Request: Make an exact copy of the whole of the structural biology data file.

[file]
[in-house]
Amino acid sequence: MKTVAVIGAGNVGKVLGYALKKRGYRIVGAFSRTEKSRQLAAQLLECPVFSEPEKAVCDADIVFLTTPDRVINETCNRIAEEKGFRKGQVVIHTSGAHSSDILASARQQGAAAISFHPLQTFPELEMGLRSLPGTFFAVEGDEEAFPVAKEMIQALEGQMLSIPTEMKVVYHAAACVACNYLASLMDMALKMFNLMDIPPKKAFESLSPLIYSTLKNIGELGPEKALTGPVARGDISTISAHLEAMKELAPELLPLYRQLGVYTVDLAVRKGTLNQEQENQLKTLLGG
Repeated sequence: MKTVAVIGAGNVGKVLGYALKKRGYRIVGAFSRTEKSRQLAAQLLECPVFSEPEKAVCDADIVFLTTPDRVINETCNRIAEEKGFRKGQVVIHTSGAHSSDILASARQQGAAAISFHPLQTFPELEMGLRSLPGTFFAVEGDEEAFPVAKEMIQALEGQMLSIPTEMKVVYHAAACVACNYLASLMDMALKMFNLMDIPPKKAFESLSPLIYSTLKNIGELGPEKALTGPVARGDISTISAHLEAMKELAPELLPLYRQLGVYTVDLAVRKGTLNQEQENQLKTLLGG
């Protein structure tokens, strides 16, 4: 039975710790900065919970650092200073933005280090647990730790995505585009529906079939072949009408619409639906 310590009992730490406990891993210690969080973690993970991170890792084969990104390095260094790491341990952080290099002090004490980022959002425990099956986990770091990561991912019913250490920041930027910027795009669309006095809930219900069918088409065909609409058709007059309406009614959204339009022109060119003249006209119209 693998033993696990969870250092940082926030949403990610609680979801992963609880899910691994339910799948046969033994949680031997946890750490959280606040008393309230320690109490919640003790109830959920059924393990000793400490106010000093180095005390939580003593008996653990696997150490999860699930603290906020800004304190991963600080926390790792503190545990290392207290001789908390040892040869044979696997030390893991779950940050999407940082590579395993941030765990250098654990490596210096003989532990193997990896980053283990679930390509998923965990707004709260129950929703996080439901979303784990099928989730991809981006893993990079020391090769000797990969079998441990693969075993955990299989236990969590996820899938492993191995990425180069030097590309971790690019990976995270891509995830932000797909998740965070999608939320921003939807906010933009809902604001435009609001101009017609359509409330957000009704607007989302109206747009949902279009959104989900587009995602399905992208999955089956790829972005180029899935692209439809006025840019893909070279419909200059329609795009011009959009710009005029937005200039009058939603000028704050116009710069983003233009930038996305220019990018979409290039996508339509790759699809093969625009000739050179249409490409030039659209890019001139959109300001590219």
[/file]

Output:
[in-house]
Amino acid sequence: MKTVAVIGAGNVGKVLGYALKKRGYRIVGAFSRTEKSRQLAAQLLECPVFSEPEKAVCDADIVFLTTPDRVINETCNRIAEEKGFRKGQVVIHTSGAHSSDILASARQQGAAAISFHPLQTFPELEMGLRSLPGTFFAVEGDEEAFPVAKEMIQALEGQMLSIPTEMKVVYHAAACVACNYLASLMDMALKMFNLMDIPPKKAFESLSPLIYSTLKNIGELGPEKALTGPVARGDISTISAHLEAMKELAPELLPLYRQLGVYTVDLAVRKGTLNQEQENQLKTLLGG
Repeated sequence: MKTVAVIGAGNVGKVLGYALKKRGYRIVGAFSRTEKSRQLAAQLLECPVFSEPEKAVCDADIVFLTTPDRVINETCNRIAEEKGFRKGQVVIHTSGAHSSDILASARQQGAAAISFHPLQTFPELEMGLRSLPGTFFAVEGDEEAFPVAKEMIQALEGQMLSIPTEMKVVYHAAACVACNYLASLMDMALKMFNLMDIPPKKAFESLSPLIYSTLKNIGELGPEKALTGPVARGDISTISAHLEAMKELAPELLPLYRQLGVYTVDLAVRKGTLNQEQENQLKTLLGG
């Protein structure tokens, strides 16, 4: 039975710790900065919970650092200073933005280090647990730790995505585009529906079939072949009408619409639906 310590009992730490406990891993210690969080973690993970991170890792084969990104390095260094790491341990952080290099002090004490980022959002425990099956986990770091990561991912019913250490920041930027910027795009669309006095809930219900069918088409065909609409058709007059309406009614959204339009022109060119003249006209119209 693998033993696990969870250092940082926030949403990610609680979801992963609880899910691994339910799948046969033994949680031997946890750490959280606040008393309230320690109490919640003790109830959920059924393990000793400490106010000093180095005390939580003593008996653990696997150490999860699930603290906020800004304190991963600080926390790792503190545990290392207290001789908390040892040869044979696997030390893991779950940050999407940082590579395993941030765990250098654990490596210096003989532990193997990896980053283990679930390509998923965990707004709260129950929703996080439901979303784990099928989730991809981006893993990079020391090769000797990969079998441990693969075993955990299989236990969590996820899938492993191995990425180069030097590309971790690019990976995270891509995830932000797909998740965070999608939320921003939807906010933009809902604001435009609001101009017609359509409330957000009704607007989302109206747009949902279009959104989900587009995602399905992208999955089956790829972005180029899935692209439809006025840019893909070279419909200059329609795009011009959009710009005029937005200039009058939603000028704050116009710069983003233009930038996305220019990018979409290039996508339509790759699809093969625009000739050179249409490409030039659209890019001139959109300001590219």